Yep, there's a wall. It's not quite as spacey and zoom–y as the CoolIris version, but perhaps that's a good thing. It's just a flat wall of page image thumbnails with a bit of lightbox–style magic thrown in. But when I say just, well... look for yourself. There's something a bit magical about seeing all the pages of a file at once, taking in their shapes and colours as well as their content. This digital wall provides a strangely powerful reminder of the physical object.

Of course you can also view the file page by page if you want. Printing is a snap – just type in any combination of pages or page ranges and hit the button. The images and metadata are assembled ready to print. No more wondering 'which file did this print out come from?'.

But perhaps the most important feature is that each page has it's own unique, persistent url. Basic stuff, but oh, so important. With a good url you can share and cite. Find something exciting? Tell the world about it! I've included your typical social media share buttons to help you along."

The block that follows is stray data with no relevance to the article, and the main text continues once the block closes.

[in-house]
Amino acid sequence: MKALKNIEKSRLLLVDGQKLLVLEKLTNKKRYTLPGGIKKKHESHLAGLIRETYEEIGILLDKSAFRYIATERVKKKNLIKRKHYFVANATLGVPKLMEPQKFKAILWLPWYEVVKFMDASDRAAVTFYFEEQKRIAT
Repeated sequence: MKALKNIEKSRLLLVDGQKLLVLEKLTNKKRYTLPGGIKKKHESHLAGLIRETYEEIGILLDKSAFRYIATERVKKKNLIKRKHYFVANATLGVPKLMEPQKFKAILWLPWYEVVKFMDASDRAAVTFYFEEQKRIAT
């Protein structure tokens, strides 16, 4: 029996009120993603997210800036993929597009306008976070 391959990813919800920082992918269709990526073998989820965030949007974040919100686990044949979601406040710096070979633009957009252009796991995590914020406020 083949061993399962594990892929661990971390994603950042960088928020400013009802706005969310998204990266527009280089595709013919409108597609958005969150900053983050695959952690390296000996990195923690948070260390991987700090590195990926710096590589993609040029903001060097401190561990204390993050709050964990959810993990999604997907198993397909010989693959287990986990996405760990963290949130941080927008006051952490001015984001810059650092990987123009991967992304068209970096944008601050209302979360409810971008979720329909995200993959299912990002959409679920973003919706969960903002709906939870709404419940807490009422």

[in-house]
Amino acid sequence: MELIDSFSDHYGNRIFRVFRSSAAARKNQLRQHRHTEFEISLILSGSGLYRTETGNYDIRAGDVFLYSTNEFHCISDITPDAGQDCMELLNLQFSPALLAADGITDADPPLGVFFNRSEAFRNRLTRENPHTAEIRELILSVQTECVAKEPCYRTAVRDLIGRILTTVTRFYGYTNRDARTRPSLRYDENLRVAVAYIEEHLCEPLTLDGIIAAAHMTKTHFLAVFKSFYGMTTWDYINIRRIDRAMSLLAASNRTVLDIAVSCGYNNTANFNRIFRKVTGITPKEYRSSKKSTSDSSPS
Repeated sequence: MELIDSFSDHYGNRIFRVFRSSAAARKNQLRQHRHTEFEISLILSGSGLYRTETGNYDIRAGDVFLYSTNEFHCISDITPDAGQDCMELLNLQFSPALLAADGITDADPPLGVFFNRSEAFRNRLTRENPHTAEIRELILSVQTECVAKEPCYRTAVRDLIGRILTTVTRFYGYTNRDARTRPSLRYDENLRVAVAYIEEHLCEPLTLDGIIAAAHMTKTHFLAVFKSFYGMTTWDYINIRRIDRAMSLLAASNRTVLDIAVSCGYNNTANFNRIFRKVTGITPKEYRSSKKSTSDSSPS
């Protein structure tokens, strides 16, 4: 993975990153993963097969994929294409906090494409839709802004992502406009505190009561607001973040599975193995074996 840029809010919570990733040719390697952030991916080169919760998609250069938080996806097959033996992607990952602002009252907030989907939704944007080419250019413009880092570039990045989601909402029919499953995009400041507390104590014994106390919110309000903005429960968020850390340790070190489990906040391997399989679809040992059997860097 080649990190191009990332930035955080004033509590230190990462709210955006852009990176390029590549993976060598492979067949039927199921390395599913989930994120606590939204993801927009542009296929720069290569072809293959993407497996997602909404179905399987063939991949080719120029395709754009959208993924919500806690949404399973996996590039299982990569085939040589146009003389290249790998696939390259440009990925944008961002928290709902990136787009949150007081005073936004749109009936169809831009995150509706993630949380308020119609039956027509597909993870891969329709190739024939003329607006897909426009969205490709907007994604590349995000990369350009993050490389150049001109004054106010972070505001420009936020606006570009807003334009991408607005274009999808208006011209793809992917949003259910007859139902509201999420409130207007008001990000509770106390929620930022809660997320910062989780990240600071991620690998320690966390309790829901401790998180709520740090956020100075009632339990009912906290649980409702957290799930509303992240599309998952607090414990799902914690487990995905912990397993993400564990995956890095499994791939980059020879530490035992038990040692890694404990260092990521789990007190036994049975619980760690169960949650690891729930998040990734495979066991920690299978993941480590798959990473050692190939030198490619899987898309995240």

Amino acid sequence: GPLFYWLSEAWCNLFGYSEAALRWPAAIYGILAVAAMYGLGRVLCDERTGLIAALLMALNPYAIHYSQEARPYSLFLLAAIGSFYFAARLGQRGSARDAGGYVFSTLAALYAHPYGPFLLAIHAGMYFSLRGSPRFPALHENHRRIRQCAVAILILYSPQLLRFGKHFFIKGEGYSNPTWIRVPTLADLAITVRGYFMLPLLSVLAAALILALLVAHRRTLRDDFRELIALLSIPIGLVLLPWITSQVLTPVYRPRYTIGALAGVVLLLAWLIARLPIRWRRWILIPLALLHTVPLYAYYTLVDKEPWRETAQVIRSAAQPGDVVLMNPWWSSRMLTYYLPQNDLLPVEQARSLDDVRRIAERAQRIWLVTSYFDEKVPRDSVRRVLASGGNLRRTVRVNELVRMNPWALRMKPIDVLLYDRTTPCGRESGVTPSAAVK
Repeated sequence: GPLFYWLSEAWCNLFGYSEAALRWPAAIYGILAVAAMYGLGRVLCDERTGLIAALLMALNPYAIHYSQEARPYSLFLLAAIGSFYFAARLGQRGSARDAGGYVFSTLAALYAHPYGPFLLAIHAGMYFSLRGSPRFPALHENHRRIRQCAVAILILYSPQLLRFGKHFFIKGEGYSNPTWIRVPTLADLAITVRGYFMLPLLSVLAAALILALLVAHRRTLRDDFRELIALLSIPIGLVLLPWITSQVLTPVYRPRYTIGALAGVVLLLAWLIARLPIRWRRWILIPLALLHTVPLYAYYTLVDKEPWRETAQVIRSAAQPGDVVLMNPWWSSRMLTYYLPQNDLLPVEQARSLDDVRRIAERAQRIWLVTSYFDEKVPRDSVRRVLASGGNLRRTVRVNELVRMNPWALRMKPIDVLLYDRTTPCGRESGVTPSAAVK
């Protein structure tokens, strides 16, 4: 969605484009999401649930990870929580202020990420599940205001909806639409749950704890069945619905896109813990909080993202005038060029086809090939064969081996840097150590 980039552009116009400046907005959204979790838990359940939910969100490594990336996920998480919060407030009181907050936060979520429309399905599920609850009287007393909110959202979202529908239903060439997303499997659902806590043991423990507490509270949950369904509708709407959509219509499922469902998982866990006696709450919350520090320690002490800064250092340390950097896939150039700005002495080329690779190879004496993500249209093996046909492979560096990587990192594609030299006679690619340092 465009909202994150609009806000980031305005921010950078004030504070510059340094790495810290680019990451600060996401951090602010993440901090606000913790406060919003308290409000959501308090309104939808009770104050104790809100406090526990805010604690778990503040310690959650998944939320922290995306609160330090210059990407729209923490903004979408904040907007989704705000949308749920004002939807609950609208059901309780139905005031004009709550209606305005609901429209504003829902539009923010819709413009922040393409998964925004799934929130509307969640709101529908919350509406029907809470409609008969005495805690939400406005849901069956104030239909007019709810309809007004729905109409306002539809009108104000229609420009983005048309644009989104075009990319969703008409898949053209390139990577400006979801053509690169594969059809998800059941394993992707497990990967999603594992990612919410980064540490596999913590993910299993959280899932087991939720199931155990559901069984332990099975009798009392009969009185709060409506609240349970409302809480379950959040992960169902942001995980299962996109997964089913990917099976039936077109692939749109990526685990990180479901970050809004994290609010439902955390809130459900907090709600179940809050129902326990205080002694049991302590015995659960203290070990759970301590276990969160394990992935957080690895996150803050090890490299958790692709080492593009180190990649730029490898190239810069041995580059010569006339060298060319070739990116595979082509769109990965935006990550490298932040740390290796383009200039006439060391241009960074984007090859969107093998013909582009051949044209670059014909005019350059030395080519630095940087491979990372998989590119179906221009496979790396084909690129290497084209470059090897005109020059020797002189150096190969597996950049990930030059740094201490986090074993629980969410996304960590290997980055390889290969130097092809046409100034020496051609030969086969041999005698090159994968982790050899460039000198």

(Tim Sherratt, 29 August 2012)

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Archives Viewer • barcodeBootstrap (toolkit)collections • CoolIris • digital humanities • Django • FancyBox • GitHub • image viewer • Invisible Australians • Isotope • lightboxmetadataNational Archives of Australia • persistent url • RecordSearch • Tim Sherratt • web applicationwhite Australia policy

CONTRIBUTOR

Simon Perkins
28 JULY 2012

Annotate That! content commentary and sharing application

"Annotate That! is a free unique annotating service. Share web pages, images or documents with others and add your comments using annotations. Simply click on the web page or medium to make your annotation."